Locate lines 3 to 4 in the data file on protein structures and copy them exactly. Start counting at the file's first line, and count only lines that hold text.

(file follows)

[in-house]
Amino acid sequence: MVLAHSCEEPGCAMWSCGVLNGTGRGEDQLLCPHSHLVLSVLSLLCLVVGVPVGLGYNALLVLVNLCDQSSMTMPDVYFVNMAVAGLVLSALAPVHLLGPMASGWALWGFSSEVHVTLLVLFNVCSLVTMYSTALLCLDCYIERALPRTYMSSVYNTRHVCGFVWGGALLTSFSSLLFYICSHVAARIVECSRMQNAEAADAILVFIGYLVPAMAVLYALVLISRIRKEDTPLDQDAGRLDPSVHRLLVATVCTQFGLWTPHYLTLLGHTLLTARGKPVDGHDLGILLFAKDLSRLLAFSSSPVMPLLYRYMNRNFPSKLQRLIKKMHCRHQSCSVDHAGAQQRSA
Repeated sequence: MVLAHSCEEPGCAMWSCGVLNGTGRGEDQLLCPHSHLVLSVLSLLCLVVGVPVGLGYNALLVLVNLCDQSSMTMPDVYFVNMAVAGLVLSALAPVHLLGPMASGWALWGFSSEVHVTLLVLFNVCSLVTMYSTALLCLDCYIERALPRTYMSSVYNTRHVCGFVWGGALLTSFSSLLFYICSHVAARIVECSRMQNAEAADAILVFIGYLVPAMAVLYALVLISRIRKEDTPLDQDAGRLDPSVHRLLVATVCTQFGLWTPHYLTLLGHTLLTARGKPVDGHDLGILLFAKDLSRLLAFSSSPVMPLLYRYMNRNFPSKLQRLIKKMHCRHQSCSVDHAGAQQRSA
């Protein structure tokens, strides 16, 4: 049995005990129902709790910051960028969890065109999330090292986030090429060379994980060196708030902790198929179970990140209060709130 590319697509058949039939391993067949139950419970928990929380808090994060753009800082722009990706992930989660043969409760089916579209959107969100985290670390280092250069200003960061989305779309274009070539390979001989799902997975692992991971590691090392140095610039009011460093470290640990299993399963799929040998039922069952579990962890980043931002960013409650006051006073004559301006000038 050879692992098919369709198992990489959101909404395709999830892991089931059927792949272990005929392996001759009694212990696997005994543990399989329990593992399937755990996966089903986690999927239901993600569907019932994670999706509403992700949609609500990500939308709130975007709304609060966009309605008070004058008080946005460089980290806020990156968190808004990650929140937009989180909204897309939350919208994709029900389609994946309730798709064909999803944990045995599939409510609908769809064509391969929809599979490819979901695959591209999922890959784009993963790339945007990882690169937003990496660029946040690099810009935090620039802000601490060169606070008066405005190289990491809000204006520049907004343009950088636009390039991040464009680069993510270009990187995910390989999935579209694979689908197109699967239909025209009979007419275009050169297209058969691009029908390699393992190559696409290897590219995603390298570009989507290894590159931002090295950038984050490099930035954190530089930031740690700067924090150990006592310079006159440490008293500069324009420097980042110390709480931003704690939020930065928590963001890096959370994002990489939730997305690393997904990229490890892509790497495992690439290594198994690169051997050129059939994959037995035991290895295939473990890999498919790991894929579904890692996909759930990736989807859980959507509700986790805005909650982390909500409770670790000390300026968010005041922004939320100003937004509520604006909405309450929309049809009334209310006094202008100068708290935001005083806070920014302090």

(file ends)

Repeated sequence: MVLAHSCEEPGCAMWSCGVLNGTGRGEDQLLCPHSHLVLSVLSLLCLVVGVPVGLGYNALLVLVNLCDQSSMTMPDVYFVNMAVAGLVLSALAPVHLLGPMASGWALWGFSSEVHVTLLVLFNVCSLVTMYSTALLCLDCYIERALPRTYMSSVYNTRHVCGFVWGGALLTSFSSLLFYICSHVAARIVECSRMQNAEAADAILVFIGYLVPAMAVLYALVLISRIRKEDTPLDQDAGRLDPSVHRLLVATVCTQFGLWTPHYLTLLGHTLLTARGKPVDGHDLGILLFAKDLSRLLAFSSSPVMPLLYRYMNRNFPSKLQRLIKKMHCRHQSCSVDHAGAQQRSA
């Protein structure tokens, strides 16, 4: 049995005990129902709790910051960028969890065109999330090292986030090429060379994980060196708030902790198929179970990140209060709130 590319697509058949039939391993067949139950419970928990929380808090994060753009800082722009990706992930989660043969409760089916579209959107969100985290670390280092250069200003960061989305779309274009070539390979001989799902997975692992991971590691090392140095610039009011460093470290640990299993399963799929040998039922069952579990962890980043931002960013409650006051006073004559301006000038 050879692992098919369709198992990489959101909404395709999830892991089931059927792949272990005929392996001759009694212990696997005994543990399989329990593992399937755990996966089903986690999927239901993600569907019932994670999706509403992700949609609500990500939308709130975007709304609060966009309605008070004058008080946005460089980290806020990156968190808004990650929140937009989180909204897309939350919208994709029900389609994946309730798709064909999803944990045995599939409510609908769809064509391969929809599979490819979901695959591209999922890959784009993963790339945007990882690169937003990496660029946040690099810009935090620039802000601490060169606070008066405005190289990491809000204006520049907004343009950088636009390039991040464009680069993510270009990187995910390989999935579209694979689908197109699967239909025209009979007419275009050169297209058969691009029908390699393992190559696409290897590219995603390298570009989507290894590159931002090295950038984050490099930035954190530089930031740690700067924090150990006592310079006159440490008293500069324009420097980042110390709480931003704690939020930065928590963001890096959370994002990489939730997305690393997904990229490890892509790497495992690439290594198994690169051997050129059939994959037995035991290895295939473990890999498919790991894929579904890692996909759930990736989807859980959507509700986790805005909650982390909500409770670790000390300026968010005041922004939320100003937004509520604006909405309450929309049809009334209310006094202008100068708290935001005083806070920014302090």